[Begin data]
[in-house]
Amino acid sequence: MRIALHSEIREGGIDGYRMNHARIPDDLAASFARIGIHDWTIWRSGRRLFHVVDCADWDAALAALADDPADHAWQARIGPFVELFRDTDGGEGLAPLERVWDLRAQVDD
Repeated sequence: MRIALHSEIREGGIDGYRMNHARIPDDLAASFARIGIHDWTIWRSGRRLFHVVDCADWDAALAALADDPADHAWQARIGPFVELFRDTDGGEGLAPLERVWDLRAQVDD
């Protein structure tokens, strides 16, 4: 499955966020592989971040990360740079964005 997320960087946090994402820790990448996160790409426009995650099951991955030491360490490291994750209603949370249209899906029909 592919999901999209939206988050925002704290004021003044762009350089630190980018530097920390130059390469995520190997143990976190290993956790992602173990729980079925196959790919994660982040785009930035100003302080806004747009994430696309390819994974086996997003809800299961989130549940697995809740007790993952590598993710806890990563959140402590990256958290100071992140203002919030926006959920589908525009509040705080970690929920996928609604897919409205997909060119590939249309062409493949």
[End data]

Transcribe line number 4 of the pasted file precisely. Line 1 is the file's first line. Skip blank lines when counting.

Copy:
């Protein structure tokens, strides 16, 4: 499955966020592989971040990360740079964005 997320960087946090994402820790990448996160790409426009995650099951991955030491360490490291994750209603949370249209899906029909 592919999901999209939206988050925002704290004021003044762009350089630190980018530097920390130059390469995520190997143990976190290993956790992602173990729980079925196959790919994660982040785009930035100003302080806004747009994430696309390819994974086996997003809800299961989130549940697995809740007790993952590598993710806890990563959140402590990256958290100071992140203002919030926006959920589908525009509040705080970690929920996928609604897919409205997909060119590939249309062409493949």